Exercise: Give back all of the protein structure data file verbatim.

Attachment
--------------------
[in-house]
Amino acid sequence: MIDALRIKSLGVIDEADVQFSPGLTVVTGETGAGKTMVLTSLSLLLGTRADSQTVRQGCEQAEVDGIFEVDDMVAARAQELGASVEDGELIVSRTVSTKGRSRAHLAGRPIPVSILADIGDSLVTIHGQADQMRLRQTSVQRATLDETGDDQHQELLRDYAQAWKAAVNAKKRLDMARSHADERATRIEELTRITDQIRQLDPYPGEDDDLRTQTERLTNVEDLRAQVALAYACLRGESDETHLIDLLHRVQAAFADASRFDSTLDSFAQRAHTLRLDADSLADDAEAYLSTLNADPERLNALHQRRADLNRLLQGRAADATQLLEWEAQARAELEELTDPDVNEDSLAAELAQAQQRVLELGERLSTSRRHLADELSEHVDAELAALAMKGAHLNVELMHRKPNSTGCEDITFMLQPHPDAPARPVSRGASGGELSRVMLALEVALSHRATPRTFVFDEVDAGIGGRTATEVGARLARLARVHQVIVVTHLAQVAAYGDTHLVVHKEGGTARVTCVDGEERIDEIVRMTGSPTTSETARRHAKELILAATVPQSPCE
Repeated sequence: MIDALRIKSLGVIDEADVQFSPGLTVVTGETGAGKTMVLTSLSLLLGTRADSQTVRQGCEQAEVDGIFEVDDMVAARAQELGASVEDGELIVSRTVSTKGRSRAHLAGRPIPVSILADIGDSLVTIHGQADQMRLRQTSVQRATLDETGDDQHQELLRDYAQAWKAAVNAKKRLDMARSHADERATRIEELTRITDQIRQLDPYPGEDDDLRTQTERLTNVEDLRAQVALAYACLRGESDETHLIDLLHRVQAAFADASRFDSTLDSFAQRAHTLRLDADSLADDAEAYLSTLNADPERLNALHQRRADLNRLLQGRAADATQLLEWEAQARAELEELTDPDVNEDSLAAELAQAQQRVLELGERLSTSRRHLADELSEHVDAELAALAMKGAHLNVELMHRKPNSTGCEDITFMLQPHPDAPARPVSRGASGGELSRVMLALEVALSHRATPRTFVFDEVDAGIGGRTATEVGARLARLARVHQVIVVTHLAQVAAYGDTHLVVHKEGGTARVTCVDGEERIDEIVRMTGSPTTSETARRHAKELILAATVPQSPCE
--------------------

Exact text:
[in-house]
Amino acid sequence: MIDALRIKSLGVIDEADVQFSPGLTVVTGETGAGKTMVLTSLSLLLGTRADSQTVRQGCEQAEVDGIFEVDDMVAARAQELGASVEDGELIVSRTVSTKGRSRAHLAGRPIPVSILADIGDSLVTIHGQADQMRLRQTSVQRATLDETGDDQHQELLRDYAQAWKAAVNAKKRLDMARSHADERATRIEELTRITDQIRQLDPYPGEDDDLRTQTERLTNVEDLRAQVALAYACLRGESDETHLIDLLHRVQAAFADASRFDSTLDSFAQRAHTLRLDADSLADDAEAYLSTLNADPERLNALHQRRADLNRLLQGRAADATQLLEWEAQARAELEELTDPDVNEDSLAAELAQAQQRVLELGERLSTSRRHLADELSEHVDAELAALAMKGAHLNVELMHRKPNSTGCEDITFMLQPHPDAPARPVSRGASGGELSRVMLALEVALSHRATPRTFVFDEVDAGIGGRTATEVGARLARLARVHQVIVVTHLAQVAAYGDTHLVVHKEGGTARVTCVDGEERIDEIVRMTGSPTTSETARRHAKELILAATVPQSPCE
Repeated sequence: MIDALRIKSLGVIDEADVQFSPGLTVVTGETGAGKTMVLTSLSLLLGTRADSQTVRQGCEQAEVDGIFEVDDMVAARAQELGASVEDGELIVSRTVSTKGRSRAHLAGRPIPVSILADIGDSLVTIHGQADQMRLRQTSVQRATLDETGDDQHQELLRDYAQAWKAAVNAKKRLDMARSHADERATRIEELTRITDQIRQLDPYPGEDDDLRTQTERLTNVEDLRAQVALAYACLRGESDETHLIDLLHRVQAAFADASRFDSTLDSFAQRAHTLRLDADSLADDAEAYLSTLNADPERLNALHQRRADLNRLLQGRAADATQLLEWEAQARAELEELTDPDVNEDSLAAELAQAQQRVLELGERLSTSRRHLADELSEHVDAELAALAMKGAHLNVELMHRKPNSTGCEDITFMLQPHPDAPARPVSRGASGGELSRVMLALEVALSHRATPRTFVFDEVDAGIGGRTATEVGARLARLARVHQVIVVTHLAQVAAYGDTHLVVHKEGGTARVTCVDGEERIDEIVRMTGSPTTSETARRHAKELILAATVPQSPCE